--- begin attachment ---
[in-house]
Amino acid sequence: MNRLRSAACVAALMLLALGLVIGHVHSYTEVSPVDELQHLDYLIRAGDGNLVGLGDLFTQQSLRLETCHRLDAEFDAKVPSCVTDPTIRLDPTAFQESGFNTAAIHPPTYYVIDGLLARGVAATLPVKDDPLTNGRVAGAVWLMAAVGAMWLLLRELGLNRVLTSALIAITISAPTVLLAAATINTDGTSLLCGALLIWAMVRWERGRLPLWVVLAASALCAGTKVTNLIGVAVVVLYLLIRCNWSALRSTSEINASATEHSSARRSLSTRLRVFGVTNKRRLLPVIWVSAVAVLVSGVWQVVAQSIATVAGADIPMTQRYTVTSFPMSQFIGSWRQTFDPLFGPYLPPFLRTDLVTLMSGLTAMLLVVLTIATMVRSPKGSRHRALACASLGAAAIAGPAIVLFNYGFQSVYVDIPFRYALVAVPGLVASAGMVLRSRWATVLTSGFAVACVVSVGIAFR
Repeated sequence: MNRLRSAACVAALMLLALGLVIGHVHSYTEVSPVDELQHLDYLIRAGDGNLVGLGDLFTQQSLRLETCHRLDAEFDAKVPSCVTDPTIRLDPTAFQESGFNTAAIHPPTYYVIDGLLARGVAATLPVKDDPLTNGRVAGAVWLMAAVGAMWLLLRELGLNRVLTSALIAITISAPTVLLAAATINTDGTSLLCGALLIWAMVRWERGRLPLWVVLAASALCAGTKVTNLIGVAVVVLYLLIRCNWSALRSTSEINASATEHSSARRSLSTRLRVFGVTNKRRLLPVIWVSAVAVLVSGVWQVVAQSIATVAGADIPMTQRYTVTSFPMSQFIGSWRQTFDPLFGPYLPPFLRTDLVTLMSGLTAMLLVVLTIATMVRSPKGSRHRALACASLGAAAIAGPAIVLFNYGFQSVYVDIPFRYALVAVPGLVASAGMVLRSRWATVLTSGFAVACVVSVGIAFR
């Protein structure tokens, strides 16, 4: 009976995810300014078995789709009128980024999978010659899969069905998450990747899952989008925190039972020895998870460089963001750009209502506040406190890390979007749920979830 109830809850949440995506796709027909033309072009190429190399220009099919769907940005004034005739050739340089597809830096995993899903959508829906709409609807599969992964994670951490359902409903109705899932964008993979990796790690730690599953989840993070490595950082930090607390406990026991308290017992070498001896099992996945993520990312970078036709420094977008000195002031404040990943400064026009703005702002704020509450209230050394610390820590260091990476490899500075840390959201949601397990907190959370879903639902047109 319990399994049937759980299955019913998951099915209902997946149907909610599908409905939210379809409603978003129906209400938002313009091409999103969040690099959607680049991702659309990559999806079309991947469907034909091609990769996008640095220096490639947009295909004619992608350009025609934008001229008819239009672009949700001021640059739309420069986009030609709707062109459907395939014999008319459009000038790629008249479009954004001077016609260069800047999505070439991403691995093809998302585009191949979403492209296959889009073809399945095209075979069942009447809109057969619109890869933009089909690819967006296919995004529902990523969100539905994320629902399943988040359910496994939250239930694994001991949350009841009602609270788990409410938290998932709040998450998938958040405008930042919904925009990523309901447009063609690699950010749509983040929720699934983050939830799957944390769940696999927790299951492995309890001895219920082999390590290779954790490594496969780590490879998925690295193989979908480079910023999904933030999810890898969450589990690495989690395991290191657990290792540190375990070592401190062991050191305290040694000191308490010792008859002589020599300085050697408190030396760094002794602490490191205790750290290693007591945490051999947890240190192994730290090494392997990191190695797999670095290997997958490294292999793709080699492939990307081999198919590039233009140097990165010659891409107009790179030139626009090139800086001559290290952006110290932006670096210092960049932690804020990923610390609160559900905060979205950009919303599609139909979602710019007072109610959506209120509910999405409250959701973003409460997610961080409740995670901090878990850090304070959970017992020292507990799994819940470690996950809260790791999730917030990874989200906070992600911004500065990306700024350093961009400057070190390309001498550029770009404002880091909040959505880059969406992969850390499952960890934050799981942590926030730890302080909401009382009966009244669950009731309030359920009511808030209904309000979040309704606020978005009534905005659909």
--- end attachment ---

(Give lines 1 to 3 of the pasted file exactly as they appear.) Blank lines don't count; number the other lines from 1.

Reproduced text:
[in-house]
Amino acid sequence: MNRLRSAACVAALMLLALGLVIGHVHSYTEVSPVDELQHLDYLIRAGDGNLVGLGDLFTQQSLRLETCHRLDAEFDAKVPSCVTDPTIRLDPTAFQESGFNTAAIHPPTYYVIDGLLARGVAATLPVKDDPLTNGRVAGAVWLMAAVGAMWLLLRELGLNRVLTSALIAITISAPTVLLAAATINTDGTSLLCGALLIWAMVRWERGRLPLWVVLAASALCAGTKVTNLIGVAVVVLYLLIRCNWSALRSTSEINASATEHSSARRSLSTRLRVFGVTNKRRLLPVIWVSAVAVLVSGVWQVVAQSIATVAGADIPMTQRYTVTSFPMSQFIGSWRQTFDPLFGPYLPPFLRTDLVTLMSGLTAMLLVVLTIATMVRSPKGSRHRALACASLGAAAIAGPAIVLFNYGFQSVYVDIPFRYALVAVPGLVASAGMVLRSRWATVLTSGFAVACVVSVGIAFR
Repeated sequence: MNRLRSAACVAALMLLALGLVIGHVHSYTEVSPVDELQHLDYLIRAGDGNLVGLGDLFTQQSLRLETCHRLDAEFDAKVPSCVTDPTIRLDPTAFQESGFNTAAIHPPTYYVIDGLLARGVAATLPVKDDPLTNGRVAGAVWLMAAVGAMWLLLRELGLNRVLTSALIAITISAPTVLLAAATINTDGTSLLCGALLIWAMVRWERGRLPLWVVLAASALCAGTKVTNLIGVAVVVLYLLIRCNWSALRSTSEINASATEHSSARRSLSTRLRVFGVTNKRRLLPVIWVSAVAVLVSGVWQVVAQSIATVAGADIPMTQRYTVTSFPMSQFIGSWRQTFDPLFGPYLPPFLRTDLVTLMSGLTAMLLVVLTIATMVRSPKGSRHRALACASLGAAAIAGPAIVLFNYGFQSVYVDIPFRYALVAVPGLVASAGMVLRSRWATVLTSGFAVACVVSVGIAFR